In his Los Angeles Times piece, “On the Tyranny of the Moment,” Pico Iyer makes a plea for the importance of the book: “The medium that has been dying the whole century may be one way we can rebel against the hidden dictatorship of Right Now.”  He worries about the problems inherent in the way we use technology, though, because “information cannot teach the use of information. And diversion doesn’t teach us concentration.”  We have access to billions of websites, all vying for our attention.  But few of them offer the kind of information that lends itself to the deep involvement that reading a book requires.

What I am trying to say, I think, is that we need all the readers we can get.  We, writers and other readers, need to teach floundering readers how to find books they like, not to disdain books they will certainly never attempt after having read a nasty review.  Does it matter if writers praise one another too much, if the end result is that books do not disappear?  That mission to critique in the most skeptical way may be partly responsible for the demise of so many print book review publications.  What did the casual reader or the reader unfamiliar with the publishing world gain from the savage book review?  Sometimes when I read those reviews, I felt the critic was simply trying to show off his or her own cleverness, rather than give a rational overview, or even a taste, of the book.  We, the readers, were meant to praise the wit of that reviewer who was just too brilliant to ever find any book quite good enough.

In a time when hundreds of thousands of books are published every year, but very few are marketed properly, the charge of the book review may have to change as much as the ways books are delivered to us are changing.  We need to teach people to read, we need to encourage people to read, we need to celebrate the very act of reading.  Bring on the imperfect book, the book that makes some readers want to throw it across the floor.  Others may waken to the power of the written word while reading the very same line that caused the cranky critic to finally give up in disgust.  In the end, finding something to read is what matters.  If writers praising other writers can aid in the process, then I stand in support of that new trend.

“People wonder why the novel is the most popular form of literature; people wonder why it is read more than books of science or books of metaphysics. The reason is very simple; it is merely that the novel is more true than they are.”  — G.K. Chesterton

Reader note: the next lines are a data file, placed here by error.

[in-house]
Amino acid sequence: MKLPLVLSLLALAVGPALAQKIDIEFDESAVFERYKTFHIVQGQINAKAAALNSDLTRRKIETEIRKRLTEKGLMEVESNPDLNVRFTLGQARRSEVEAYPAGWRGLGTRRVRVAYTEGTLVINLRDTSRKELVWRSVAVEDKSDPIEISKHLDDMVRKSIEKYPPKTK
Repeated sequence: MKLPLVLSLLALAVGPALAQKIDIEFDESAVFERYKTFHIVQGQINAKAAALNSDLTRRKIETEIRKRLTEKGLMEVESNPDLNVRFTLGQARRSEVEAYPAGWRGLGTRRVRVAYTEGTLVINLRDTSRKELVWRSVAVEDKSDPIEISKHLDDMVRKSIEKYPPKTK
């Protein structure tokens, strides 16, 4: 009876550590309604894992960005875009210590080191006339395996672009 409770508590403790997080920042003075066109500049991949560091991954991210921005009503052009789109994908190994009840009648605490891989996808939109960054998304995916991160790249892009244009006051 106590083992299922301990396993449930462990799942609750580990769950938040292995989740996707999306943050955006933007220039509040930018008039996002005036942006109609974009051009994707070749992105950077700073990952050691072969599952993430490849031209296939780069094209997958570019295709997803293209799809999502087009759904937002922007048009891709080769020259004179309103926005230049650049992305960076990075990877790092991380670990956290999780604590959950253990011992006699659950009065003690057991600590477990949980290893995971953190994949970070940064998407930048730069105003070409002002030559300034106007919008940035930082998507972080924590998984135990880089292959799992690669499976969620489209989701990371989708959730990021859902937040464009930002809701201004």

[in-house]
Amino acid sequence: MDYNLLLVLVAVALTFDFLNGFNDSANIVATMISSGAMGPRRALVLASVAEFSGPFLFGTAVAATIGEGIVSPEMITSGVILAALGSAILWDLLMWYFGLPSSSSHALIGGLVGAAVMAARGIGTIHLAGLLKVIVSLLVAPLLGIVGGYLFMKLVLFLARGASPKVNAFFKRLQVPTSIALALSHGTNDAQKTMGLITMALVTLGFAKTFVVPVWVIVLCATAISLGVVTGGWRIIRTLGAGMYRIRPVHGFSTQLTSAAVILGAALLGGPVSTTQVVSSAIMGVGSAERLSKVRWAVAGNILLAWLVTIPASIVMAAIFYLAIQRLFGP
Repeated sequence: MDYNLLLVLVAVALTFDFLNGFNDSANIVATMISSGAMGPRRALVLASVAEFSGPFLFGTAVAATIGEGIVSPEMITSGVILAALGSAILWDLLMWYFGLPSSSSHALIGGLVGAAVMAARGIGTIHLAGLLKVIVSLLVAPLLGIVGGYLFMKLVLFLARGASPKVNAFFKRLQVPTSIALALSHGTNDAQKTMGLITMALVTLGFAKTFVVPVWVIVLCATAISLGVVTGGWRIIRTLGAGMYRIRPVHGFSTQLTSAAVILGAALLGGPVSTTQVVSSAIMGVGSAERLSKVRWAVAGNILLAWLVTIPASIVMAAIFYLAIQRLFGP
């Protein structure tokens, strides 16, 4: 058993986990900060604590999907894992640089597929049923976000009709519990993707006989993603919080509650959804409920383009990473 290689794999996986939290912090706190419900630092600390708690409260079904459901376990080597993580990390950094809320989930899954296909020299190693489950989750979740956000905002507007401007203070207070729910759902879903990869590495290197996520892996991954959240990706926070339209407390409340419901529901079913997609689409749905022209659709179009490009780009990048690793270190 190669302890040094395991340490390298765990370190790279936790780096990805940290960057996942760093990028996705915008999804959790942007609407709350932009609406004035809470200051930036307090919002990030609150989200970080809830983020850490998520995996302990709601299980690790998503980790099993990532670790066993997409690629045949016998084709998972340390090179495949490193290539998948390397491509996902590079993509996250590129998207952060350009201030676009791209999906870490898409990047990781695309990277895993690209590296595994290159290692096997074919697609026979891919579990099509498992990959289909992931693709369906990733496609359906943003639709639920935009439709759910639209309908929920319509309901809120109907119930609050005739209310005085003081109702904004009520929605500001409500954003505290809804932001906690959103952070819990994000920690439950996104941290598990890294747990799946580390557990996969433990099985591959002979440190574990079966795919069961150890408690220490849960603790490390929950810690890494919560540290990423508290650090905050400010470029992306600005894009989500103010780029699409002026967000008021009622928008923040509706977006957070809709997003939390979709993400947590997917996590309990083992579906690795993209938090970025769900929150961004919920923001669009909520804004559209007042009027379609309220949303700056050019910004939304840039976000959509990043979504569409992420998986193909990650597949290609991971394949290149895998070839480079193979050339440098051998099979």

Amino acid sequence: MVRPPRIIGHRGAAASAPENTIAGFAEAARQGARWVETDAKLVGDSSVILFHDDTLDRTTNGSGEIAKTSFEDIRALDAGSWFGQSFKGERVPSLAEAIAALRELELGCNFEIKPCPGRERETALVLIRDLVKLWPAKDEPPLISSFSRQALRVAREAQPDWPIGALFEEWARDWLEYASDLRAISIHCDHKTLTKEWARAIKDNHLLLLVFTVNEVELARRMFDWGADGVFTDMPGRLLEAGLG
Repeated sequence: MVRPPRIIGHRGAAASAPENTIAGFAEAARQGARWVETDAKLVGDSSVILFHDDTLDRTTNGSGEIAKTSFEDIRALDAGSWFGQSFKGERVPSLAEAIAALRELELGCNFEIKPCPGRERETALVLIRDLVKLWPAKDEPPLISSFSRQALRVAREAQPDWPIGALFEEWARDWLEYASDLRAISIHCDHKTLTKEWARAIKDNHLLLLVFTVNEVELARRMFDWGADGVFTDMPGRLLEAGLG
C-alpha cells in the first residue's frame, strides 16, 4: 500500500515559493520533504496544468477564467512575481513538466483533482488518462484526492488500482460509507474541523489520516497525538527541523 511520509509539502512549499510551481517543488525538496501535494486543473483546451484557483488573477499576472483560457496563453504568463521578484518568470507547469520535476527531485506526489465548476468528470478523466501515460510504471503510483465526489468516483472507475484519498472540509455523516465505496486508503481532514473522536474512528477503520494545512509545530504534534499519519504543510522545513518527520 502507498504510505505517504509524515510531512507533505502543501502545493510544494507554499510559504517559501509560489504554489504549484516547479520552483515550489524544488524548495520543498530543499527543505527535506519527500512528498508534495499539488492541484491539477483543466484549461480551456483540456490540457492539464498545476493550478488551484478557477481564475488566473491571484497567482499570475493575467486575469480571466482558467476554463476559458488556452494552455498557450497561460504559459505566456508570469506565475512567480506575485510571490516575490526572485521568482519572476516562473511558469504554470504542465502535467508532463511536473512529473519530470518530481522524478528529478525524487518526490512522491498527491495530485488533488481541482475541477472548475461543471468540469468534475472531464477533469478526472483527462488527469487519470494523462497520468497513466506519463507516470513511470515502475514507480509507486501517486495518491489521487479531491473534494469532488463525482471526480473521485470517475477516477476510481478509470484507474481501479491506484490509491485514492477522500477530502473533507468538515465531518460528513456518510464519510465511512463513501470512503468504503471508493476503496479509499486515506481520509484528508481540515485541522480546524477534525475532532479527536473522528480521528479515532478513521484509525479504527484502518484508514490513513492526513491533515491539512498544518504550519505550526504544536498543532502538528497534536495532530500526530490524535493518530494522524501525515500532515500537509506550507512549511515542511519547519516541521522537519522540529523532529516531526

Resisting the 21st Century

I admit it.  I want to go dancing in speakeasies and take grand tours of Europe that last for years.  And I want Maxwell Perkins to be my editor.  I want to be one of those writers who, in the good old days, wrote the book and then let the publisher do the rest.

Steampunk computer, by Bruce Rosenbaum Steampunk computer, by Bruce Rosenbaum

Instead, here I am, in the age of social networking, smart phones, and e-books.  Publishing is doing its best to avoid the fate of the music industry, while turning over the job of marketing largely to the writer.  Anonymity has pulled a disappearing act, and if one is to be a successful writer these days, it seems, it is necessary to report on every event and thought one experiences, and hope everyone else wants to know about said mundane events and random thoughts.

All I want to tell you about is how I think Moby-Dick is one of the most important books ever written, and that my bookshelves are still crowded with paper books, and that I do not own a Kindle or a Nook, and that Shakespeare makes me swoon, and why I think books are still so important.

I want to tell you how much I love spending time with the characters in my own books, and how confusing it is when it comes time to send them out into the world.  I mean, given the state of the world of publishing.  I would like to replicate Leonard and Virginia Woolf’s Hogarth Press, and just do things their way.  Forget the internet book tours, the youtube videos, the efforts to make things go viral, the virtual non-existence of book reviews in print media and what that means to readers and writers.

But I can’t forget any of it, can I?  I mean, this really is the 21st century, and I do not have a Way Back Machine.

So, I will move ahead, and do my best to co-exist with the present state of things.  And I will use this blog to post about my efforts to get my second novel published, and about craft issues, and about books I am reading.  And perhaps now and then I will slip into the past and simply revel in it.

“So we beat on, boats against the current, borne back ceaselessly into the past.”
— F. Scott Fitzgerald, The Great Gatsby